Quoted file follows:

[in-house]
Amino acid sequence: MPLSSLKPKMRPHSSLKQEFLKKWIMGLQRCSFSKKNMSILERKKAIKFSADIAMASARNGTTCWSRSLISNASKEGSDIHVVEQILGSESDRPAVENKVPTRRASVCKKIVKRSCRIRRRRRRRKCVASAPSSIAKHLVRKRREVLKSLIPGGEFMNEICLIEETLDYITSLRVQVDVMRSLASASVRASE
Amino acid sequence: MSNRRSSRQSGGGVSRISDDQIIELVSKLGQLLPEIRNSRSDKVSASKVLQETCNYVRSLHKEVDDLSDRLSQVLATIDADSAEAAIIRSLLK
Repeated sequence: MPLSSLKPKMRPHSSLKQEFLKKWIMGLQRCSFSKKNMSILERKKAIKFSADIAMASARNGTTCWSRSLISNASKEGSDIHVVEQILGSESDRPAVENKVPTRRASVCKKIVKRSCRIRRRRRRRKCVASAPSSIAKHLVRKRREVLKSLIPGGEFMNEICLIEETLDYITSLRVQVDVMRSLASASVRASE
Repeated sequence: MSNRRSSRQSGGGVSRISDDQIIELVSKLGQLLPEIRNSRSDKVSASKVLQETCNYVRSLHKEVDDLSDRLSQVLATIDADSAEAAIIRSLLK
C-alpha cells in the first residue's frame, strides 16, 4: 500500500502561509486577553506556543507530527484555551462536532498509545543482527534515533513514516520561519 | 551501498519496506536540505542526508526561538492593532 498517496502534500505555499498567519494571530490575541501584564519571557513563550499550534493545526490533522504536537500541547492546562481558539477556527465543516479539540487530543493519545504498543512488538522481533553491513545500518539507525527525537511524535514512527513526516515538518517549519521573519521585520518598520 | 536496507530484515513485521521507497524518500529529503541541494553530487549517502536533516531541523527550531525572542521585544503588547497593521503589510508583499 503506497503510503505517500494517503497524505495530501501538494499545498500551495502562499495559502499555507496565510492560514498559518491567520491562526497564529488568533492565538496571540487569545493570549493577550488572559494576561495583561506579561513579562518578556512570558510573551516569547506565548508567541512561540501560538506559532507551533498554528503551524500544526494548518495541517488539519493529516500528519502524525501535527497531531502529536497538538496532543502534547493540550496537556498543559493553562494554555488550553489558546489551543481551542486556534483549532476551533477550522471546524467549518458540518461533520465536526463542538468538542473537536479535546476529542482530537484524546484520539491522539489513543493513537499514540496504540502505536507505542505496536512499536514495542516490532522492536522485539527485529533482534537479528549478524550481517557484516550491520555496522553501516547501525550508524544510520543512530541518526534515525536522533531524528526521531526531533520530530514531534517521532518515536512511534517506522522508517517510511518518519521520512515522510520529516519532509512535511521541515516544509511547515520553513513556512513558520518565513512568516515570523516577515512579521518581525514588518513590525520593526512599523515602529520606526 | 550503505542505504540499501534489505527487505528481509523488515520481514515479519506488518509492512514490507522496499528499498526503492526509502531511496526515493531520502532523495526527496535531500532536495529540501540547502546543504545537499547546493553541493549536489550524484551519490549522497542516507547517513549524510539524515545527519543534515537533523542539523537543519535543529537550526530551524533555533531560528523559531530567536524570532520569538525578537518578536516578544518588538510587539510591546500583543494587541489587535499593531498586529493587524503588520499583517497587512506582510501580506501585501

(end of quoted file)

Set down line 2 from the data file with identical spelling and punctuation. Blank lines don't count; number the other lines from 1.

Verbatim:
Amino acid sequence: MPLSSLKPKMRPHSSLKQEFLKKWIMGLQRCSFSKKNMSILERKKAIKFSADIAMASARNGTTCWSRSLISNASKEGSDIHVVEQILGSESDRPAVENKVPTRRASVCKKIVKRSCRIRRRRRRRKCVASAPSSIAKHLVRKRREVLKSLIPGGEFMNEICLIEETLDYITSLRVQVDVMRSLASASVRASE